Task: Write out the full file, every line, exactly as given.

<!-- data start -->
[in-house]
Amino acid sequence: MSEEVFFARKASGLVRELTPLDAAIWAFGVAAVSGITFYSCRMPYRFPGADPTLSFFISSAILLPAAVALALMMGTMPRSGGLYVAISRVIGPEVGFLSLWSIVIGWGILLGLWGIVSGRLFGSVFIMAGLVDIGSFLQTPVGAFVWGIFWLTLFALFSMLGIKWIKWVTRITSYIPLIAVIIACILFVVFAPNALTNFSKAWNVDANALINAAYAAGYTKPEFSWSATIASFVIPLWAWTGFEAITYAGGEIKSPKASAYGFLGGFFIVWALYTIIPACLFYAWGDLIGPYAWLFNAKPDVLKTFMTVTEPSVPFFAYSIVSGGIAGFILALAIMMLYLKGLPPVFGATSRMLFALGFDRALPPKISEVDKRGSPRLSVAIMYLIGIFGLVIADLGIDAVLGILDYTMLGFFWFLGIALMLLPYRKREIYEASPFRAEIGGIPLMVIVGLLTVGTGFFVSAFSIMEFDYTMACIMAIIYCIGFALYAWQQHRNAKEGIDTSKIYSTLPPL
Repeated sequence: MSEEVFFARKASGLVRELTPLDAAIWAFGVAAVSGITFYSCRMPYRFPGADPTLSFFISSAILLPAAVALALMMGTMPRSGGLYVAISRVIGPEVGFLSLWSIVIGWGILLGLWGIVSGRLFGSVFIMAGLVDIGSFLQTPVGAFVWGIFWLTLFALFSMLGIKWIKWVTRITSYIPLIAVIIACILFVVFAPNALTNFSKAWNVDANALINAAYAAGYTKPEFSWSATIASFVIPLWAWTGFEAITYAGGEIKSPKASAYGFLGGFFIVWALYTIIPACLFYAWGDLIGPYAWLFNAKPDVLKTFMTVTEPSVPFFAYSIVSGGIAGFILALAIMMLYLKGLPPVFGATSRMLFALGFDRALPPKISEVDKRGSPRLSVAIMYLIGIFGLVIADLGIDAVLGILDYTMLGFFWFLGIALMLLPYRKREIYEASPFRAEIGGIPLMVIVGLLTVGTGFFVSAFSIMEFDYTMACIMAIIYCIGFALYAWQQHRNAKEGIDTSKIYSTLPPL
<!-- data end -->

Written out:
[in-house]
Amino acid sequence: MSEEVFFARKASGLVRELTPLDAAIWAFGVAAVSGITFYSCRMPYRFPGADPTLSFFISSAILLPAAVALALMMGTMPRSGGLYVAISRVIGPEVGFLSLWSIVIGWGILLGLWGIVSGRLFGSVFIMAGLVDIGSFLQTPVGAFVWGIFWLTLFALFSMLGIKWIKWVTRITSYIPLIAVIIACILFVVFAPNALTNFSKAWNVDANALINAAYAAGYTKPEFSWSATIASFVIPLWAWTGFEAITYAGGEIKSPKASAYGFLGGFFIVWALYTIIPACLFYAWGDLIGPYAWLFNAKPDVLKTFMTVTEPSVPFFAYSIVSGGIAGFILALAIMMLYLKGLPPVFGATSRMLFALGFDRALPPKISEVDKRGSPRLSVAIMYLIGIFGLVIADLGIDAVLGILDYTMLGFFWFLGIALMLLPYRKREIYEASPFRAEIGGIPLMVIVGLLTVGTGFFVSAFSIMEFDYTMACIMAIIYCIGFALYAWQQHRNAKEGIDTSKIYSTLPPL
Repeated sequence: MSEEVFFARKASGLVRELTPLDAAIWAFGVAAVSGITFYSCRMPYRFPGADPTLSFFISSAILLPAAVALALMMGTMPRSGGLYVAISRVIGPEVGFLSLWSIVIGWGILLGLWGIVSGRLFGSVFIMAGLVDIGSFLQTPVGAFVWGIFWLTLFALFSMLGIKWIKWVTRITSYIPLIAVIIACILFVVFAPNALTNFSKAWNVDANALINAAYAAGYTKPEFSWSATIASFVIPLWAWTGFEAITYAGGEIKSPKASAYGFLGGFFIVWALYTIIPACLFYAWGDLIGPYAWLFNAKPDVLKTFMTVTEPSVPFFAYSIVSGGIAGFILALAIMMLYLKGLPPVFGATSRMLFALGFDRALPPKISEVDKRGSPRLSVAIMYLIGIFGLVIADLGIDAVLGILDYTMLGFFWFLGIALMLLPYRKREIYEASPFRAEIGGIPLMVIVGLLTVGTGFFVSAFSIMEFDYTMACIMAIIYCIGFALYAWQQHRNAKEGIDTSKIYSTLPPL